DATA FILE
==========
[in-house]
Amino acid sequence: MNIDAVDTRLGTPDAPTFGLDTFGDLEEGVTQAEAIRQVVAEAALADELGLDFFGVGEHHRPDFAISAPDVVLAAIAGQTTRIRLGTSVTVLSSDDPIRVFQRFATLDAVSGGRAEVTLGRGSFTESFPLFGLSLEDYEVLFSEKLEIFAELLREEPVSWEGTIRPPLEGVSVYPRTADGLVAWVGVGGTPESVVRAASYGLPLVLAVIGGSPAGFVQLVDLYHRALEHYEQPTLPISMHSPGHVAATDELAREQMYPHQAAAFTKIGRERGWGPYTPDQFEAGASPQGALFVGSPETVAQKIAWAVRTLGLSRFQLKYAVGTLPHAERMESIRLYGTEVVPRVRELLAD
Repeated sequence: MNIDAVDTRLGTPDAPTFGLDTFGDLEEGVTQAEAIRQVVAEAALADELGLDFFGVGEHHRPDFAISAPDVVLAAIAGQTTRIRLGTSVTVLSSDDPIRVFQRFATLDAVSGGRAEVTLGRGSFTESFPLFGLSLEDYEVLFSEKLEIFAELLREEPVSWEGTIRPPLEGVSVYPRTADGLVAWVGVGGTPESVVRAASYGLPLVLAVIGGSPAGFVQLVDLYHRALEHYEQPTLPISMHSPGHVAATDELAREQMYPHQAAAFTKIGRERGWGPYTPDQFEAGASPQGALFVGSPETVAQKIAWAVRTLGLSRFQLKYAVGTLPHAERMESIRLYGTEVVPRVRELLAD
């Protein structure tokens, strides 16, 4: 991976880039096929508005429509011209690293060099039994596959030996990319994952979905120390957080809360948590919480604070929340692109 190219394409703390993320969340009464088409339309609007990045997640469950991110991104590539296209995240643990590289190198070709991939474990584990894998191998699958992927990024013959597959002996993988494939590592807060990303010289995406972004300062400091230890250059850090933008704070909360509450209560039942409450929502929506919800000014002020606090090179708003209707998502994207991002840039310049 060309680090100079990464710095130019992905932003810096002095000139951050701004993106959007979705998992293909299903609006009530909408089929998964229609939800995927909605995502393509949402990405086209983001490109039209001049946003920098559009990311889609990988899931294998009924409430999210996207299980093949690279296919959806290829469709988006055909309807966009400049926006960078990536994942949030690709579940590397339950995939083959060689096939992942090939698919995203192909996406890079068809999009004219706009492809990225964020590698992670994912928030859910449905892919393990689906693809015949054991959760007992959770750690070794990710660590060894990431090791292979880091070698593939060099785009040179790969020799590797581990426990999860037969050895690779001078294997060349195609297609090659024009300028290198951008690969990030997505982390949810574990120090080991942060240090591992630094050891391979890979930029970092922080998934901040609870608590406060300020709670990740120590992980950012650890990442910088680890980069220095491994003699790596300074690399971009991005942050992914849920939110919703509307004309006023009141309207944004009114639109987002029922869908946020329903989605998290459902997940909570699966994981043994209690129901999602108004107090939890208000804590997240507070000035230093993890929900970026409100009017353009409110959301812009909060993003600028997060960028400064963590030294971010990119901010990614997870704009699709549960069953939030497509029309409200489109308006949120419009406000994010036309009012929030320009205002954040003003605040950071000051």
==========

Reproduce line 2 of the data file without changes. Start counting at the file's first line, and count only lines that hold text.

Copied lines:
Amino acid sequence: MNIDAVDTRLGTPDAPTFGLDTFGDLEEGVTQAEAIRQVVAEAALADELGLDFFGVGEHHRPDFAISAPDVVLAAIAGQTTRIRLGTSVTVLSSDDPIRVFQRFATLDAVSGGRAEVTLGRGSFTESFPLFGLSLEDYEVLFSEKLEIFAELLREEPVSWEGTIRPPLEGVSVYPRTADGLVAWVGVGGTPESVVRAASYGLPLVLAVIGGSPAGFVQLVDLYHRALEHYEQPTLPISMHSPGHVAATDELAREQMYPHQAAAFTKIGRERGWGPYTPDQFEAGASPQGALFVGSPETVAQKIAWAVRTLGLSRFQLKYAVGTLPHAERMESIRLYGTEVVPRVRELLAD